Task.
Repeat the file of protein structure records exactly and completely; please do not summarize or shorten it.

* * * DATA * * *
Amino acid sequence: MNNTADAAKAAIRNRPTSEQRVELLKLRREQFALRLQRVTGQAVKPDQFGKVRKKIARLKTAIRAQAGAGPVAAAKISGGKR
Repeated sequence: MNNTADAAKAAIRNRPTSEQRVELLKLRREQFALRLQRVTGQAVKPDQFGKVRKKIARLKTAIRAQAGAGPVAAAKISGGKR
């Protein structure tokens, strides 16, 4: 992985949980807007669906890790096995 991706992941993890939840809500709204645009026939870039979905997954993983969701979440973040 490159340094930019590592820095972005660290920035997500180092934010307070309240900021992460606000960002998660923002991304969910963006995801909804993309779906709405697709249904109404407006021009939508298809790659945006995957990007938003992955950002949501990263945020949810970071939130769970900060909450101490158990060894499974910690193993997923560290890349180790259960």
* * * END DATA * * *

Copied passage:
Amino acid sequence: MNNTADAAKAAIRNRPTSEQRVELLKLRREQFALRLQRVTGQAVKPDQFGKVRKKIARLKTAIRAQAGAGPVAAAKISGGKR
Repeated sequence: MNNTADAAKAAIRNRPTSEQRVELLKLRREQFALRLQRVTGQAVKPDQFGKVRKKIARLKTAIRAQAGAGPVAAAKISGGKR
């Protein structure tokens, strides 16, 4: 992985949980807007669906890790096995 991706992941993890939840809500709204645009026939870039979905997954993983969701979440973040 490159340094930019590592820095972005660290920035997500180092934010307070309240900021992460606000960002998660923002991304969910963006995801909804993309779906709405697709249904109404407006021009939508298809790659945006995957990007938003992955950002949501990263945020949810970071939130769970900060909450101490158990060894499974910690193993997923560290890349180790259960």